This is your first full-length album. How has this process compared with that of your EPs?
Well, I guess it was much longer, and that made it more immersive. I went away to this studio in the middle of nowhere. That was all I had to think about for six weeks. Then I went away again to Brussels for three weeks, then I went away again to Oxford for two weeks. When I was thinking about the album, all I was doing was travelling.
I read that one of those locations was Bon Iver’s famous cabin in Wisconsin?
Yeah, I mean I wouldn’t call it a cabin. It’s really nice. It was a childhood dream to go.
Has Bon Iver been a big influence on you and your sound?
Yeah, I suppose he must’ve been. I’ve listened to his records about five thousand million times. There’s an energy to his music. I suppose its like this sad yet hopeful feeling. There’s a certain nostalgic energy to his music, and I think that’s the goal: to make people feel like that. I mean he can really depress me, but he makes me feel something, which is such a challenge in music.
How does your mood affect how you listen to music?
I really can’t listen to music when I’m sad. Its almost too much, like I’d feel like I’d explode. I even get that with my own music. Certain songs just make me feel too much.
What was Wisconsin like to record in? Do you find that you prefer rural places to record in and come up with ideas?
That’s a good question. I don’t know really. I’m sure that my surroundings do have an impact, but just in ways I’m not aware of. I’ve recorded in big cities as much as in rural spaces. If I think about it, I suppose it lets you get into your own world. I suppose it’s both a good thing and a bad thing having no one around to tell you that you’re wrong. When being creative, its amazing to wake up and be where you’re making your stuff. When I was younger I think I was more inspired by nature and that kind of thing, but now I find I’m much more inspired by people. I think that when I have time to be away from people and reflect on them, it becomes much easier to write about them.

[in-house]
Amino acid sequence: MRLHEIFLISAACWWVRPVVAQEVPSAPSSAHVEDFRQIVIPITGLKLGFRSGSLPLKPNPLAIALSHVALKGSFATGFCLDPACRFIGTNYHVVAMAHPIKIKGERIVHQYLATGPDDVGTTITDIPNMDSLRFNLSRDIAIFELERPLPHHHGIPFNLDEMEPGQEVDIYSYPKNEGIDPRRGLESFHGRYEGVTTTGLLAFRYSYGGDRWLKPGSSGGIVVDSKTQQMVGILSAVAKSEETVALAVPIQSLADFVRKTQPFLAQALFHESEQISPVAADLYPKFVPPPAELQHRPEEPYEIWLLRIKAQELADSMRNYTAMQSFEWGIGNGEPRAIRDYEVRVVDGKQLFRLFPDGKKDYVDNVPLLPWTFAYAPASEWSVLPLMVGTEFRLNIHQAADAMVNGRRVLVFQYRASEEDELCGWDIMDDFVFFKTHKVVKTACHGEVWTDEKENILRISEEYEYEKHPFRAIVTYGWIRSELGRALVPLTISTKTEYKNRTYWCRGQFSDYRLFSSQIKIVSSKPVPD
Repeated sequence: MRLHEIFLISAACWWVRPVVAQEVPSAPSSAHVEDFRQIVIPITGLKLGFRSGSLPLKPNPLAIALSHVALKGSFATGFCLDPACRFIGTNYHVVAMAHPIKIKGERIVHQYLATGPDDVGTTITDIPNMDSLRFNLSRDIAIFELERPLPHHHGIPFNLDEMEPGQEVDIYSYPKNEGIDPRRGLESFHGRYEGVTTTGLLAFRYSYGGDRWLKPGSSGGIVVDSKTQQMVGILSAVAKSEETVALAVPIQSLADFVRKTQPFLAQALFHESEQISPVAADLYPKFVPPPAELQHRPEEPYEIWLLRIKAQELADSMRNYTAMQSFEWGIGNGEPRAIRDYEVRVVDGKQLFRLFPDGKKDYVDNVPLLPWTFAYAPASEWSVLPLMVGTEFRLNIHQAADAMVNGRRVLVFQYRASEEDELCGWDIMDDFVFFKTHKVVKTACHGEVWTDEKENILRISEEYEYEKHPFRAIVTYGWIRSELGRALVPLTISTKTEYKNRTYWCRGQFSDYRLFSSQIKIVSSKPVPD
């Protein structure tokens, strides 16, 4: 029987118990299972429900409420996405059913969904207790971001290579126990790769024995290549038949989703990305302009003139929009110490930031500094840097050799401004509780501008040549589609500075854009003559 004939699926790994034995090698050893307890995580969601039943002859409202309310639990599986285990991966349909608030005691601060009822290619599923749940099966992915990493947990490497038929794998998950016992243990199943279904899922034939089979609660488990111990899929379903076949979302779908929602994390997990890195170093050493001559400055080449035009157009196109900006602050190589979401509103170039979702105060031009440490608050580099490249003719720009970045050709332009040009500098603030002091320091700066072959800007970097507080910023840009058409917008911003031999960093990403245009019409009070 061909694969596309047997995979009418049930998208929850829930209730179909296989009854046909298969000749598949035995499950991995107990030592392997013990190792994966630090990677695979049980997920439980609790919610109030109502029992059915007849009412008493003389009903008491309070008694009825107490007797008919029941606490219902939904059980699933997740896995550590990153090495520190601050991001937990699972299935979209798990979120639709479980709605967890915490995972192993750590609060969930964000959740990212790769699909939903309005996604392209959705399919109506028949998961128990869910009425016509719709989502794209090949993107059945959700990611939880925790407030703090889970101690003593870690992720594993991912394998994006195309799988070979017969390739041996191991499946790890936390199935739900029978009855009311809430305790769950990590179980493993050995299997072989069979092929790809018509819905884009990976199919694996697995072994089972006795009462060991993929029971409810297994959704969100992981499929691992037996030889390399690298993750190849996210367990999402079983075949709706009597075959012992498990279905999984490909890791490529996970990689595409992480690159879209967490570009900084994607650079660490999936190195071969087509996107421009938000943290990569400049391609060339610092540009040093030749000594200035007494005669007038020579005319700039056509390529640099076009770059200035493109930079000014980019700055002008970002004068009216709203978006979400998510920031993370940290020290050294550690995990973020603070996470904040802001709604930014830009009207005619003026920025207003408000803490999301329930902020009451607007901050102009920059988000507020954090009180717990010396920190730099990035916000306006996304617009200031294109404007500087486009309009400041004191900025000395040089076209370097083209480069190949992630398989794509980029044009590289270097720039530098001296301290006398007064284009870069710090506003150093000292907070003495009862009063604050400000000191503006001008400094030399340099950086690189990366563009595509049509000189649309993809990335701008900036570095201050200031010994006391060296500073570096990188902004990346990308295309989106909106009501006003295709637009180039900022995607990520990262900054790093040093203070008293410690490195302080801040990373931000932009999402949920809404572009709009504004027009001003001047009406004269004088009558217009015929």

You’re continuing your global tour at the moment. Where in the world do you most enjoy playing?
I like touring America. I love touring the UK, obviously, but in America you’ll wake up every day somewhere completely different. Its like living in some sort of weird dream because you sort of recognise it because you’ve seen it on TV and in films, but then you’re there. Its so odd. There’re also so many different kinds of people in America. Its this cultural shock. You almost think it’s the same because everyone speaks the same language as you. Its jarring. I just really like America.
Europe is always amazing. I feel like when people are from a different country they appreciate it more because they know its’ not gonna happen all the time.
Something I’ve always loved about your music is the production and harmonies. I know you’re a frequent collaborator with George Daniel (The 1975). How was that process this time around?
George has been great to work with, and I’ve worked with him for so long now. He’s developed so much. I suppose I’ve also gotten a lot better at production. I’ve also always loved harmonising. It’s just something I’ve always done. When I was a kid in the car with my dad I would harmonise with what was on the radio. It’s always been a big part of writing music for me. I’ve also been able to do it with live backing now, which is a dream because I’m a huge ABBA fan. Recently though I’ve learnt the power of having a simpler vocal line.
Good at Falling is out on 1st March. Follow The Japanese House’s tour at Thejapanesehouse.co.uk